But I was very happy to be there today to listen to what could be described as a somewhat experimental performance: the putting together of two modern, conventional instruments with one, the viola d’amore, that was common between the late 17th century and the end of the 18th, although its use has continued in particular situations to the present, for example in some operas, including Madama Butterfly.

So the viola d’amore was an odd late-comer to and eccentric member of the viol family which was being superseded by the violin family from the late 17th century. The viola d’amore is about the size of the modern viola, held under the chin; it has seven strings plus seven sympathetic strings which resonate with the sounding of relevant pitches on the bowed strings.

It was an enterprise led, no doubt, by NZSM violin and viola teacher, Professor Donald Maurice, who has been drawn to explore this uncommon instrument which can add a subtly different quality to an ensemble, and even to the colour of an opera score.

Strangely, none of the pieces in this concert were written for the viola d’amore, yet each piece sounded thoroughly idiomatic in the amended guise in which the guitar, too, was an unforeseen presence.

The first was a Terzetto for violin, cello and guitar by Paganini (who was a guitarist too). I have to remark that the sound of the viola d’amore was a bit less than comfortable in the beginning, not as close to the warm, mature voice of the viola as I’d expected, but rather thinner and less romantic. When, finally, the cello emerged with the leading voice the whole sound came into much better focus, particularly with the charming guitar contribution. Then there was an engaging conversation between cello and viola d’amore. In the second movement, Andante larghetto, a pretty waltz tune lent a nostalgic quality to the whole and the sound of the viola really did settle down, though the effect of the sympathetic strings didn’t seem to contribute what I’d expected to be a slightly richer array of sonorities from those strings.

Handel was closer to the early phase of the viola d’amore’s existence though I find no evidence that he wrote for it. The Lento from this sonata in G minor for two violins however, was quite lovely with one part given to the viola d’amore and the second to the cello.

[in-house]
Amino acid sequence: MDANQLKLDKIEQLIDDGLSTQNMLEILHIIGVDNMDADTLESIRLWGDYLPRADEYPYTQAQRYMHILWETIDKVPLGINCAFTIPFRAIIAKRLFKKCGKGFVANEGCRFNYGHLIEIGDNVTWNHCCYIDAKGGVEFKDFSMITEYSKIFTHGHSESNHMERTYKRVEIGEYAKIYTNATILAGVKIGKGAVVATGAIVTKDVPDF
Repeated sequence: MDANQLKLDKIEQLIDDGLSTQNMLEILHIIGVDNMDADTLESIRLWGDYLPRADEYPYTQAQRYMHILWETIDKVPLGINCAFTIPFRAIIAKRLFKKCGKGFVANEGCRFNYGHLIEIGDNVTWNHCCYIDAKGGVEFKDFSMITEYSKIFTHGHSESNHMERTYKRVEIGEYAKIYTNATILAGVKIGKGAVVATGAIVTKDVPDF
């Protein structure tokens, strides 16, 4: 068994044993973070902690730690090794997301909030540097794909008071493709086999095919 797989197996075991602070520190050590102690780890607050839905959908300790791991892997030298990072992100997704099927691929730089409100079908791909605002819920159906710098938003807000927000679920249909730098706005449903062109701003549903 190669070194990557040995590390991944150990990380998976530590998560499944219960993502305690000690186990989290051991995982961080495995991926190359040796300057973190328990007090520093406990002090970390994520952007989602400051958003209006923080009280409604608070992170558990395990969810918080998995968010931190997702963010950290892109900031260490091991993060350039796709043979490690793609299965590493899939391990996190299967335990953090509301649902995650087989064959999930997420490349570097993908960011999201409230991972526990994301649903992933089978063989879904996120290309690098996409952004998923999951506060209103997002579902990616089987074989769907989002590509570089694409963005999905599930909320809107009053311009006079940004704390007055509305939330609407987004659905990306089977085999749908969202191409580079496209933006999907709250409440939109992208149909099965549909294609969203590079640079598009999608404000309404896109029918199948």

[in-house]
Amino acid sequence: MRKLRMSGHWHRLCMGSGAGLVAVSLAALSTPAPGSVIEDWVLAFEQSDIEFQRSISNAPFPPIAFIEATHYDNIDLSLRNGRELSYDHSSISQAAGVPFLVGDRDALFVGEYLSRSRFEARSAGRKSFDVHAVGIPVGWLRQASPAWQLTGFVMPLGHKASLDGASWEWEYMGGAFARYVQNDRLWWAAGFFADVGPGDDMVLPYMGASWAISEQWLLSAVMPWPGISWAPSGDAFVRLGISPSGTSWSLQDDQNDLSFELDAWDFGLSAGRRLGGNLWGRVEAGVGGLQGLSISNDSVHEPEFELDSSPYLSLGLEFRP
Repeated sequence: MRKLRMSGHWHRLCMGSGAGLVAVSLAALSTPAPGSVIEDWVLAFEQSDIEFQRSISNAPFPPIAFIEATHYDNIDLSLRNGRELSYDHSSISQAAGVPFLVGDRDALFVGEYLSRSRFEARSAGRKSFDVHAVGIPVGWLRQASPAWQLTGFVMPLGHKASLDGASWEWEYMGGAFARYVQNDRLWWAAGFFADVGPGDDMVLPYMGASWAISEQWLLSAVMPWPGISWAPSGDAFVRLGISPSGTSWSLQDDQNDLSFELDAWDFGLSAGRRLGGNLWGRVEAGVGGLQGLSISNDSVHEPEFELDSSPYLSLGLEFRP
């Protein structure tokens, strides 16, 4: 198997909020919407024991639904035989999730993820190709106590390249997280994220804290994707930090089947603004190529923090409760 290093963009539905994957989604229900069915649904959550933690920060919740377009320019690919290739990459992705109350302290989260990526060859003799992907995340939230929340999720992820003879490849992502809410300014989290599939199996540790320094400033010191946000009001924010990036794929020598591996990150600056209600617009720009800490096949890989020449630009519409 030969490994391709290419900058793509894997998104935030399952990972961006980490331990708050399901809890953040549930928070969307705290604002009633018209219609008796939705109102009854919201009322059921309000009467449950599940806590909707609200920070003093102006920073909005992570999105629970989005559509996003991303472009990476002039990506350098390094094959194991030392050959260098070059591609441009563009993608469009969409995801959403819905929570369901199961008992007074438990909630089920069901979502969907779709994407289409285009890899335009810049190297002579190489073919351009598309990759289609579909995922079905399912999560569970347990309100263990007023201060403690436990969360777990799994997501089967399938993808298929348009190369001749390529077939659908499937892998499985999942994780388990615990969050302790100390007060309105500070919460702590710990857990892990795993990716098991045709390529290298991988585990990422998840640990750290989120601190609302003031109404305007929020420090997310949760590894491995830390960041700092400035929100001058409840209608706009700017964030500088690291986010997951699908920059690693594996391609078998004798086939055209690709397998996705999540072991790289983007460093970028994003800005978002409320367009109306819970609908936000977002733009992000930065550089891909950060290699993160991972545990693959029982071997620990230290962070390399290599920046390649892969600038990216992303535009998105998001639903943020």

Piazzolla’s Histoire du Tango offered Jane Curry the chance to play a part actually written for her; but it was also the opportunity for Donald Maurice to change instruments, from that tuned in D major to a second one tuned to A minor. The reason for this was that the instrument is treated like many of the wind instruments, as a transposing instrument, the fingering following the written notes, but not their sound. They played the Café movement of the four movement suite, the guitar with a dreamy, rhapsodic sound and the viola d’amore more mellow than previously. It sounded a very decorous café enlivened with polite, charming music.

It was a real pleasure to hear the first two of Lilburn’s Canzonas. The first is best known because of its beguiling tune which suggests, to me, that had the composer been encouraged to write more in this vein, there could have been a Lilburn equivalent of Farquhar’s Ring round the Moon music. The arrangement for these three instruments was imaginative and effective with guitar picking up the originally strummed viola part and the melody passing delightfully from viola d’amore to Emma Goodbehere’s cello.

The biggest piece – about a quarter of an hour – was Variations on a Polish Folk Song (Ty pójdziesz górą) by American composer Michael Kimber, originally written for viola and string orchestra, based on what sounded like a characteristic peasant folk song. Maurice spoke about the group’s planned trip to Poland next year when they will play this.

Three of the middle variations include a vocal part, presumably the song itself, which the players explored the options for: in Polish? in English? And then because of the innate musicality of the vowel sounds, Maori was settled on. Donald Maurice’s niece Renée Maurice was recruited to sing, and it intrigued me to hear her adopt a singularly authentic Maori quality, with little grace-note-like catches at the beginning of some phrases. As well, a second vocal line was taken rather engagingly, as a moonlighting job by Jane Curry, continuing with her bright instrumental part. The variations were, well, various, some dance-like, some lyrical, some rather dark and disturbing. There was even time to notice the evidently tricky viola d’amore part that Maurice handled, with hardly a slip in the big challenge of bowing only one at a time of the seven only fractionally differentiated strings, not to mention fingering three more than usual strings with the left hand.

The trio is scheduled to play again at the lunchtime concert at St Andrew’s on The Terrace on Wednesday 11 November.